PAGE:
4. 9 Mediterranean diet
After it was noticed that the inhabitants of those countries that bordered the Mediterranean sea presented a lower incidence of cardiovascular and chronic illnesses, and they enjoyed a longer life expectancy than the rest of the world, the feeding patterns of these populations were studied. This phenomenon was independent from their level of education, social status or acquisition power. As a result, it was concluded it came from the feeding habits.
In the 50's, some scientists began to study their feeding habits and established that these diets were:
regular consumption of cereals, legumes, fresh fruit, vegetables, fish, olive oil and dried fruit;
moderate consumption of dairy products (specially yogurt and cheese), eggs and poultry and;
low consumption of pork, lamb and beef. They included wine to their diet moderately and they seasoned their meals with spices such as garlic, onion, oregano, basil and pepper.
Other studies attributed the beneficial effects of this type of diet to the fat proportion and the different fat acids. These studies showed how in countries in northern Europe, whose consumption of saturated fats is predominant, there was a higher mortality rate for coronary diseases. These studies also stated the relationship between the higher levels of cholesterol and the higher incidence of heart attacks. Curiously, in countries like Spain and France, the consumption of fats is quite high, surpassing the suggested quantities (25-35% of the total consumed energy). However, such fats are mostly non-saturated, due to an important consumption of olive oil.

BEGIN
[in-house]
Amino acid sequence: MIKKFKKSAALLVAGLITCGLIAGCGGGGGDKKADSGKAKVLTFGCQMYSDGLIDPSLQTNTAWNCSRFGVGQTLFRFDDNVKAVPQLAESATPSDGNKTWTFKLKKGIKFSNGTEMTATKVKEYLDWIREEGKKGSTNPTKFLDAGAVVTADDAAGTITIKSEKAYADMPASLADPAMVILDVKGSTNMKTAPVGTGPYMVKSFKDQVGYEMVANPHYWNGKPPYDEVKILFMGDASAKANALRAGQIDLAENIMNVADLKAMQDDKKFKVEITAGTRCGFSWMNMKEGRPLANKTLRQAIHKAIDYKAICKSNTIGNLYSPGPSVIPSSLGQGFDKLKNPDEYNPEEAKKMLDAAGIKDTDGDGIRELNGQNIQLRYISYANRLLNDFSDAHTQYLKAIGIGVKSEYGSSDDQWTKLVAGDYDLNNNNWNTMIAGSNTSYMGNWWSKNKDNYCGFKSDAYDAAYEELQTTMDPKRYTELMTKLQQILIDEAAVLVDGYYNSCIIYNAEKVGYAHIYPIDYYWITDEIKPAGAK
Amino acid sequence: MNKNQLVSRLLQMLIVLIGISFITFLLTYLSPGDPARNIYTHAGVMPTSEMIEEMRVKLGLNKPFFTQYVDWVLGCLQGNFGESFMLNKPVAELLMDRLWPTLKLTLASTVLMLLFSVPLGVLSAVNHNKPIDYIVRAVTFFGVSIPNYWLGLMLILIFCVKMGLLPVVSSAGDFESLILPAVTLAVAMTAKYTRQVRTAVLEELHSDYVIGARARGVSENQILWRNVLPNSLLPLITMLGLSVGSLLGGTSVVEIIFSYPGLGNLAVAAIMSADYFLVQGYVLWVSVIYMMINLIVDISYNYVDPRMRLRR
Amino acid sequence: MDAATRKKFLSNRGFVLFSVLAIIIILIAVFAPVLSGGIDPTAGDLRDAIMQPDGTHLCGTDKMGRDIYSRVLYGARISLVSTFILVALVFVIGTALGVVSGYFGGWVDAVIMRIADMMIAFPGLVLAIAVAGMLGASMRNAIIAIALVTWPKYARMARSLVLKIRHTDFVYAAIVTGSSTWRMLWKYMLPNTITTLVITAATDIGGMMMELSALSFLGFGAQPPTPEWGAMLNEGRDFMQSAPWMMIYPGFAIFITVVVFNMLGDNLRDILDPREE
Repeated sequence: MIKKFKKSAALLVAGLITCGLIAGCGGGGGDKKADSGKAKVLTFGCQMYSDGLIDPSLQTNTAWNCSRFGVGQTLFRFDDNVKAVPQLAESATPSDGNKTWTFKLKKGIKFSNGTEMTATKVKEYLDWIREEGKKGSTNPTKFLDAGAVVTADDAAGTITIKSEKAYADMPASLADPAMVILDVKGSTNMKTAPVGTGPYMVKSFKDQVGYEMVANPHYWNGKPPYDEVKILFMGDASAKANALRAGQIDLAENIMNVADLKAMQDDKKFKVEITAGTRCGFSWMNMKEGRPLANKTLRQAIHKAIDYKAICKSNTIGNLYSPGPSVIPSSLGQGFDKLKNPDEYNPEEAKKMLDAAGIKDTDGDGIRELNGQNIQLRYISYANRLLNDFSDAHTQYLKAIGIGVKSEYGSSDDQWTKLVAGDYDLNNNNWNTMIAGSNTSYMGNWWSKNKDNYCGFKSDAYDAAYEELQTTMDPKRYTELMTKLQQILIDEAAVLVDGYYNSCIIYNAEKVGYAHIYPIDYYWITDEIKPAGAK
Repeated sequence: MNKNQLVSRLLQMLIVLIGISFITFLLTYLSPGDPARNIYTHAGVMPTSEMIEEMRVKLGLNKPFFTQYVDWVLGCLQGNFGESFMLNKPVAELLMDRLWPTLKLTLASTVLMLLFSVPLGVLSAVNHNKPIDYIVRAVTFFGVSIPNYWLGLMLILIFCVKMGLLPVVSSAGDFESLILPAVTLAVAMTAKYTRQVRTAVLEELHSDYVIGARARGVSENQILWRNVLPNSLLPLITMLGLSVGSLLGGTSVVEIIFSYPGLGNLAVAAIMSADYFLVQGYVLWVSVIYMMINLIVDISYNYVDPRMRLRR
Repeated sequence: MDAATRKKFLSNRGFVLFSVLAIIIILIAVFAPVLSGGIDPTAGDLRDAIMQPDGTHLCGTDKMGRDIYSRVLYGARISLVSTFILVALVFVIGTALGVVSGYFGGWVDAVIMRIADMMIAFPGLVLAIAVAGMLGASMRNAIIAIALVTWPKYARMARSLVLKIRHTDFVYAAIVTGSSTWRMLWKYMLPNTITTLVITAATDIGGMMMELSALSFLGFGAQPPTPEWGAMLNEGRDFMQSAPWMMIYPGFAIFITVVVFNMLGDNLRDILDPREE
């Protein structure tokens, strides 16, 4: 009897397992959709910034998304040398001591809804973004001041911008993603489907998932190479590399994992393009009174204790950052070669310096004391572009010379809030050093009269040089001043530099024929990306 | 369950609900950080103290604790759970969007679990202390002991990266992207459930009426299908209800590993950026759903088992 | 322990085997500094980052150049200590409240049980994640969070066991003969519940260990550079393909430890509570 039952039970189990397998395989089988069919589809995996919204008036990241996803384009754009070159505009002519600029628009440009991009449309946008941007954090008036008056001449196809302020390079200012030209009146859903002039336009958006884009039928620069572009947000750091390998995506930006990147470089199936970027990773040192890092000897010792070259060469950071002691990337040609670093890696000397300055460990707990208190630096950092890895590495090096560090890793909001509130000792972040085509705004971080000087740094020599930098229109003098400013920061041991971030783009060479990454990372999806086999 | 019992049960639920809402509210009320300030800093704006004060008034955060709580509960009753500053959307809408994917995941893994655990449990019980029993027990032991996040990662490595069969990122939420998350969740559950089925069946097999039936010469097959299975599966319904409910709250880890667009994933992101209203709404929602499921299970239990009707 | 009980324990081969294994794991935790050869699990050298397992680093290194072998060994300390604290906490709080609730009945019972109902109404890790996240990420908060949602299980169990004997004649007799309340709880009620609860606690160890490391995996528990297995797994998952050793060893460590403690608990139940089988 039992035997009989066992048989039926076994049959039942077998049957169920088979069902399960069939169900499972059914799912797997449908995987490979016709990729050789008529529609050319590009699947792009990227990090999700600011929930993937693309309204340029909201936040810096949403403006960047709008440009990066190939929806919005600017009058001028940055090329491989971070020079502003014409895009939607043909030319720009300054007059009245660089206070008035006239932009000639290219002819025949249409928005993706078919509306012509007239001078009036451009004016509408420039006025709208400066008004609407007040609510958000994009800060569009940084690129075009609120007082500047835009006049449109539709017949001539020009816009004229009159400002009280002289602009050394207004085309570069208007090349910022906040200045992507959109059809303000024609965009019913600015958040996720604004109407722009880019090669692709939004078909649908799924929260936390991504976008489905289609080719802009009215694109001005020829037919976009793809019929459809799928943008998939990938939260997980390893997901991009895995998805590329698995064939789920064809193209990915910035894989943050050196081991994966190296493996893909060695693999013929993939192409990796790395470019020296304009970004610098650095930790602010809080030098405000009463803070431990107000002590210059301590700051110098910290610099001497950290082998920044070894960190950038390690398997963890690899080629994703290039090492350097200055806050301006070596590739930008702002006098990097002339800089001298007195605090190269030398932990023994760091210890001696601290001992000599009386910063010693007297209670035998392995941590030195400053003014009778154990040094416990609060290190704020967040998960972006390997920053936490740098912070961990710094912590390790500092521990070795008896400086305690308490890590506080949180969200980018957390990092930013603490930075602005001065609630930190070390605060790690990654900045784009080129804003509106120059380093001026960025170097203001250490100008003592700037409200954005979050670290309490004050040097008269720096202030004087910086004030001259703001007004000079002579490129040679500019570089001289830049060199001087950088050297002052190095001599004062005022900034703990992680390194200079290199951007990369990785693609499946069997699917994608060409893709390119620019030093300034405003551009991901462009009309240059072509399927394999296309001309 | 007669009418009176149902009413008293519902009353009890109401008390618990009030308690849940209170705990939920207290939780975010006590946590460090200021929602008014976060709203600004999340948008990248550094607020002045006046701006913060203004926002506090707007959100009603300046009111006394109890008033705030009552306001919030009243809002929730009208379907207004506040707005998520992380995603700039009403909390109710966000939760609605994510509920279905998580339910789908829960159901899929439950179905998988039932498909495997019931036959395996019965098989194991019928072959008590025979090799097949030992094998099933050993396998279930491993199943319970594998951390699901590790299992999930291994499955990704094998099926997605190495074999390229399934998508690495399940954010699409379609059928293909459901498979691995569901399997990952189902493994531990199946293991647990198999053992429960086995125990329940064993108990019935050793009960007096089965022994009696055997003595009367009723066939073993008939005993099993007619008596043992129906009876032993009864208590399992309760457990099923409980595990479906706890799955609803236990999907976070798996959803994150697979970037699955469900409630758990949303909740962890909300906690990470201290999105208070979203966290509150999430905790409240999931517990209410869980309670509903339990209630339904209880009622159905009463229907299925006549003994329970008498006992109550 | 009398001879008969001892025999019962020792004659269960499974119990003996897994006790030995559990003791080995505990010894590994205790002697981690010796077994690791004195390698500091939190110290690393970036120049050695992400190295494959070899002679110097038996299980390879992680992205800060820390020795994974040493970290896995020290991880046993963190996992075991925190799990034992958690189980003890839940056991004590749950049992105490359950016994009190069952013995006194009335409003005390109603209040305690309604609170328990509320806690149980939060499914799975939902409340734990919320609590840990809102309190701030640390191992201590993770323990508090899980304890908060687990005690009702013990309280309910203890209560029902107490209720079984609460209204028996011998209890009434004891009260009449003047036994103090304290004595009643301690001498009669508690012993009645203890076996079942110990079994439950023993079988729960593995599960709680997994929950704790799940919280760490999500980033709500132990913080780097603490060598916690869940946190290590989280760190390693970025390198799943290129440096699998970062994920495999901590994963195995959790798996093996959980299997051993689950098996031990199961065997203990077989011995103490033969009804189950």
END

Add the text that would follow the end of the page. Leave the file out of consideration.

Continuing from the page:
Nowadays, several investigations have been carried out and published in science magazines. These results have been presented in symposiums and conferences, and the interest in the benefits of mediterranean diets grow in popularity.
The most important characteristics of a Mediterranean diet are:
Olive oil, widely used in mediterranean cuisine. It's rich in non-saturated fat acids. Many investigations have proven that these fat acids regulate the proportion of HDL ("good cholesterol") and LDL ("bad cholesterol"), becoming a shield against the forming of atheroma plaques in arteries.
Seed or olive oil is used in mediterranean food for cooking instead of butter or any other type of animal fat used in other countries in the north of Europe. Moreover, bread is eaten plain or with olive oil, not with butter spread, peanut butter, or others.
Fish, also characteristic of the Mediterranean diet and whose fat is beneficial for our health. Studies carried out in eskimo populations in Greenland, whose diet is practically based on fish and don't consume vegetable fats, showed how the low rate of heart attacks found in this region was a result of the poly-saturated fat acids in fish, more specifically, omega-3. These components increase HDL and lower LDL.
Legumes, cereals (rice, pasta, most of them whole-grain), fruit and vegetables provide the Mediterranean diet with vitamins, minerals, antioxidant substances, fiber and complex carbohydrates besides variety.
The Mediterranean diet can be considered one of the best options known. These diets provide a high level of minerals and vitamins, and because of their balance in fat acids, it makes them an impressive shield to prevent cardiovascular diseases.